Vos, M. B., Colvin, R., Belt, P., Molleston, J. P., Murray, K. F., Rosenthal, P., ... Lavine, J. E. (2012). Correlation of vitamin E, uric acid, and diet composition with histologic features of pediatric NAFLD. Journal of Pediatric Gastroenterology and Nutrition, 54(1), pp. 90-6. doi:10.1097/MPG.0b013e318229da1a.
    Vos MB, et al. Correlation of Vitamin E, Uric Acid, and Diet Composition With Histologic Features of Pediatric NAFLD. J Pediatr Gastroenterol Nutr. 2012;54(1):90-6. PubMed PMID: 22197855.
    * Article titles in AMA citation format should be in sentence-case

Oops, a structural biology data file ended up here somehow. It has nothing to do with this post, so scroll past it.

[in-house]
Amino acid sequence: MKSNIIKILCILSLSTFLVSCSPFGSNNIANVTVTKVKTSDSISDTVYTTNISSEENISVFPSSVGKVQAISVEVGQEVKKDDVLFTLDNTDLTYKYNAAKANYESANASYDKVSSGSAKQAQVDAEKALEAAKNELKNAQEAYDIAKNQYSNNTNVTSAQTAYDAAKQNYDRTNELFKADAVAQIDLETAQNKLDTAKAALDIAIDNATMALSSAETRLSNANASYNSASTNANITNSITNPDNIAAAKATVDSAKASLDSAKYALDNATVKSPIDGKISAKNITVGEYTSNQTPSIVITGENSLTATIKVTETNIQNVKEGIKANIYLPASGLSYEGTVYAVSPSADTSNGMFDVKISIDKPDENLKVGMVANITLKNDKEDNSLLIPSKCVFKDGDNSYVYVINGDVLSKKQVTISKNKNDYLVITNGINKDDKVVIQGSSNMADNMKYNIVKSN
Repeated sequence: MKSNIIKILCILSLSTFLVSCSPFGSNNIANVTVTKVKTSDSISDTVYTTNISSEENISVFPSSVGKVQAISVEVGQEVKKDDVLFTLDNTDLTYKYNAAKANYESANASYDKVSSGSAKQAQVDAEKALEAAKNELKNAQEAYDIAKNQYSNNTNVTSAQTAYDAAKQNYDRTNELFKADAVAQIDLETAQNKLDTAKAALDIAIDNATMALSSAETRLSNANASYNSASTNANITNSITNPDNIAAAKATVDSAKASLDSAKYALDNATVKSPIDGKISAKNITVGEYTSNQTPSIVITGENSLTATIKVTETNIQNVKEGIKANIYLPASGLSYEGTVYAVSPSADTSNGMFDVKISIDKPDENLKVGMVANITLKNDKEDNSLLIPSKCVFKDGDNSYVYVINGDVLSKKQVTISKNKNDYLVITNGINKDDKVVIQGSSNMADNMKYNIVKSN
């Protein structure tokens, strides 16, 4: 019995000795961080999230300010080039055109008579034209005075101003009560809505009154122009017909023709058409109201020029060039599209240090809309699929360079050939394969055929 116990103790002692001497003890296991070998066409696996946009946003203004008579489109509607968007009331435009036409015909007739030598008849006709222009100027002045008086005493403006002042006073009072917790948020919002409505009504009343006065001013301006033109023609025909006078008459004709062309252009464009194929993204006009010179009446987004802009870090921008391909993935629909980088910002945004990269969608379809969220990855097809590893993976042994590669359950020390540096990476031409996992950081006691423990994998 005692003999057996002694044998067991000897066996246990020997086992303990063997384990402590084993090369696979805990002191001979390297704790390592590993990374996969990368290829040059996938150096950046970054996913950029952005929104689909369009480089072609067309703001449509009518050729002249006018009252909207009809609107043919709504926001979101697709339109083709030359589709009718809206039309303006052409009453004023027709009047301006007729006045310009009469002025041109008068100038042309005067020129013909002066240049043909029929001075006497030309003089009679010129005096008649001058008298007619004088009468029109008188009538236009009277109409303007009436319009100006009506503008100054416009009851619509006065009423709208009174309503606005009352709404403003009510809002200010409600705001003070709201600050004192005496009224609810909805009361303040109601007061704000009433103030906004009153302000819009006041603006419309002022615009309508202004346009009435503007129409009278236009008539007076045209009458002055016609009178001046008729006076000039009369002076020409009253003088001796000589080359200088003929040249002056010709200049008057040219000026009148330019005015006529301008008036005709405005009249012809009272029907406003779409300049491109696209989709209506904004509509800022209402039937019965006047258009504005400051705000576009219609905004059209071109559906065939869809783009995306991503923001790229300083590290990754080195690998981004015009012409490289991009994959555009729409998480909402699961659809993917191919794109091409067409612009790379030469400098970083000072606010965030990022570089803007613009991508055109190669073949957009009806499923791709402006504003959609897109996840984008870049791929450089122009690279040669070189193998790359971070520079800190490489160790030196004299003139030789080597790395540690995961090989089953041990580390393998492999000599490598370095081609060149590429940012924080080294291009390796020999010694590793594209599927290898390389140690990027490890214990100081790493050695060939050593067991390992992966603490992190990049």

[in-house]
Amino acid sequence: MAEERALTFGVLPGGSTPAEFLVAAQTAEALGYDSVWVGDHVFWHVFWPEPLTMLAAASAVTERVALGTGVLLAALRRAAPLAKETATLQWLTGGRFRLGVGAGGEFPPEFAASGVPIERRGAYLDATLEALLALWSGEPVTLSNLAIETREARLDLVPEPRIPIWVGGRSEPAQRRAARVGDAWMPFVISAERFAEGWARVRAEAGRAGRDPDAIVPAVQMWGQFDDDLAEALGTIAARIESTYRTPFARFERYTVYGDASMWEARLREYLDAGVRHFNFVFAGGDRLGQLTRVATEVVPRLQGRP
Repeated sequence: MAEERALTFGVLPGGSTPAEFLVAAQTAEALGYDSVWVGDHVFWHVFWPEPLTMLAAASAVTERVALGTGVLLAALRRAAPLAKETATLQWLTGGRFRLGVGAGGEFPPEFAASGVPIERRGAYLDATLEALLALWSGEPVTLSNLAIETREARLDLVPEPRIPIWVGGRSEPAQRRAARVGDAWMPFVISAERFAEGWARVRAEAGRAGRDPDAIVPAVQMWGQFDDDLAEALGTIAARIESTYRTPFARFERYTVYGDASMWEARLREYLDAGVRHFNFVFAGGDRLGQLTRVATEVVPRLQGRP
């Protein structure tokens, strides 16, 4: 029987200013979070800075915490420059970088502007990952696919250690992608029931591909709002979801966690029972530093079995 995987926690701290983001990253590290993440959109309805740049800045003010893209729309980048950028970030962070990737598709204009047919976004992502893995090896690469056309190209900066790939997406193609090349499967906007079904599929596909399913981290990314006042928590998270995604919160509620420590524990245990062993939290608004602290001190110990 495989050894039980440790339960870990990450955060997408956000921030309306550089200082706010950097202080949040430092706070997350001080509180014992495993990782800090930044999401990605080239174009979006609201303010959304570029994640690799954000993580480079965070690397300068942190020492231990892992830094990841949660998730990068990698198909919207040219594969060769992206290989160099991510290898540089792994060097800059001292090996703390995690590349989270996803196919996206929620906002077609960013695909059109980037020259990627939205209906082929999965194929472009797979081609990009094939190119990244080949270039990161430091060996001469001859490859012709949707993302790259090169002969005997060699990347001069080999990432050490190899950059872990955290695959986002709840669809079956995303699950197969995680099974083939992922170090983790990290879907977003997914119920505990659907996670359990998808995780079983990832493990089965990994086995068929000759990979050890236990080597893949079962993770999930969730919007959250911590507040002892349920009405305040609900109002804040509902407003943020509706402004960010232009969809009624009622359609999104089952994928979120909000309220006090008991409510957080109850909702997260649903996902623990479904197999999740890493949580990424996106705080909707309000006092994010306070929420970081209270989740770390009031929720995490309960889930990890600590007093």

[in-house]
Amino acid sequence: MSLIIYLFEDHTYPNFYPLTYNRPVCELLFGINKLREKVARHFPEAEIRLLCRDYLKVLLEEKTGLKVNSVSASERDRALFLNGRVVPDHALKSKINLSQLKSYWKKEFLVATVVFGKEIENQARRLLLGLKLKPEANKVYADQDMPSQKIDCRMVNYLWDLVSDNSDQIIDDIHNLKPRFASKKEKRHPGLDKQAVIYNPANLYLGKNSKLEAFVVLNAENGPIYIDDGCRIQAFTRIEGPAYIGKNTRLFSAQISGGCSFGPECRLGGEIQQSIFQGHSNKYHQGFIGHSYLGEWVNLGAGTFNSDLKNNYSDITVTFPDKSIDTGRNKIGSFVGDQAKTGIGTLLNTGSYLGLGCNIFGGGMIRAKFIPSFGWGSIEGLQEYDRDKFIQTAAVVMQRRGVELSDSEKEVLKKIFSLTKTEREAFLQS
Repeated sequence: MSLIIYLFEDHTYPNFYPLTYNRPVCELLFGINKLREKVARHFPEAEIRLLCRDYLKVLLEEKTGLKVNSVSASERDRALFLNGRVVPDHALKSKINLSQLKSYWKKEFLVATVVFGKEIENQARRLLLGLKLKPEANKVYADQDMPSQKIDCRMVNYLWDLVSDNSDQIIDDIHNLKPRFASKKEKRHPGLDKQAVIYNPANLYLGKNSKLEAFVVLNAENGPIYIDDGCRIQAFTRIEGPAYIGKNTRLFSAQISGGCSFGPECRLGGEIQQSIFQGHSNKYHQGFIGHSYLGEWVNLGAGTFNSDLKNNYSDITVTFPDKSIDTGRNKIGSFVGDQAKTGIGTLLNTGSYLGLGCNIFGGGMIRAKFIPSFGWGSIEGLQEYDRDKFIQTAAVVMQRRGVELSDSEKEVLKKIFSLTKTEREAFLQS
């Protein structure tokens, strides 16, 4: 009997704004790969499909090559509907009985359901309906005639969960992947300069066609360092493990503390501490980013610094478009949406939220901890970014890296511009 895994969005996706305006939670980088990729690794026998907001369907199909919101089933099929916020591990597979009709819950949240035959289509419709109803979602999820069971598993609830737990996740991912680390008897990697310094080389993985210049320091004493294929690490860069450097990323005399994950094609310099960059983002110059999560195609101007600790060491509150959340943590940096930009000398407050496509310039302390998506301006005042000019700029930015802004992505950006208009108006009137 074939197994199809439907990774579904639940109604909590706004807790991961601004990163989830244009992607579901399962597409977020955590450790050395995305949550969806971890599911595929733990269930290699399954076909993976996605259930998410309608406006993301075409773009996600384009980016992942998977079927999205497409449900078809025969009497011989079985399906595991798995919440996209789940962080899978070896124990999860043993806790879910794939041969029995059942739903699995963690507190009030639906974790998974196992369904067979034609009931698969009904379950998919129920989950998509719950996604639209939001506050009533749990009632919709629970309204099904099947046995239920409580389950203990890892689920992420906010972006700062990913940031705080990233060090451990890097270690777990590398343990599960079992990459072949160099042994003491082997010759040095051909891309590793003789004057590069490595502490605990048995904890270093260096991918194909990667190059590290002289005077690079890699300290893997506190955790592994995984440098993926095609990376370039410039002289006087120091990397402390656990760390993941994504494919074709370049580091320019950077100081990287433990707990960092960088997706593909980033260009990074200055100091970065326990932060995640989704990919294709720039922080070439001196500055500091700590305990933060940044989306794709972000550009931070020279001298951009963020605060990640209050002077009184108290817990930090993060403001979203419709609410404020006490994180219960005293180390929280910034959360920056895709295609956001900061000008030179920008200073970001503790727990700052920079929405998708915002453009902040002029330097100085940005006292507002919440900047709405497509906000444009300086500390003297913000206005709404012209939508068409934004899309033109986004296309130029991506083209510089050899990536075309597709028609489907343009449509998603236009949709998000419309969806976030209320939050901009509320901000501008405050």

TY - JOUR T1 - Correlation of vitamin E, uric acid, and diet composition with histologic features of pediatric NAFLD. AU - Vos,Miriam B, AU - Colvin,Ryan, AU - Belt,Patricia, AU - Molleston,Jean P, AU - Murray,Karen F, AU - Rosenthal,Philip, AU - Schwimmer,Jeffrey B, AU - Tonascia,James, AU - Unalp,Aynur, AU - Lavine,Joel E, AU - ,, PY - 2011/12/27/entrez PY - 2011/12/27/pubmed PY - 2012/5/18/medline SP - 90 EP - 6 JF - Journal of pediatric gastroenterology and nutrition JO - J. Pediatr. Gastroenterol. Nutr. VL - 54 IS - 1 N2 - OBJECTIVES: Nonalcoholic fatty liver disease (NAFLD) is the most common chronic liver disease in children in the United States. Although changes in diet are often recommended to improve NAFLD, little is known regarding the influence of diet on histologic features of the disease. SUBJECTS AND METHODS: This was a prospective, cross-sectional registry-based study. Children (n = 149) enrolled in the multicenter nonalcoholic steatohepatitis (NASH) Clinical Research Network had demographic, anthropometric, clinical, laboratory, and histology data obtained, including the Block Brief Food Questionnaire. Subjects were grouped by presence or absence of steatohepatitis and grades of histologic features according to NASH Clinical Research Network criteria. RESULTS: No significant differences were found between children with steatosis compared with steatohepatitis for fraction of energy from fat, carbohydrates, and protein. Sugar-sweetened beverage consumption was low and did not correlate with histologic features, although uric acid, a surrogate marker for fructose intake, was significantly increased in those with definite NASH (P = 0.008). For all groups, vitamin E consumption was insufficient compared with the recommended daily allowance. Median consumption of vitamin E was lower in children with higher grade of steatosis (8.4 vs 6.1 vs 6.9 for grades I, II, and III, respectively, P = 0.05). Those consuming less vitamin C had increased ballooning degeneration (P = 0.05). CONCLUSIONS: Children with NAFLD have a diet that is insufficient in vitamin E and this may contribute to the pathophysiology of NAFLD. In children with NAFLD, reported sugar-sweetened beverage consumption is low; however, uric acid, which may reflect total fructose consumption, was significantly associated with NASH and should be further evaluated. SN - 1536-4801 UR - https://www.unboundmedicine.com/medline/citation/22197855/Correlation_of_vitamin_E_uric_acid_and_diet_composition_with_histologic_features_of_pediatric_NAFLD_ L2 - http://Insights.ovid.com/pubmed?pmid=22197855 DB - PRIME DP - Unbound Medicine ER -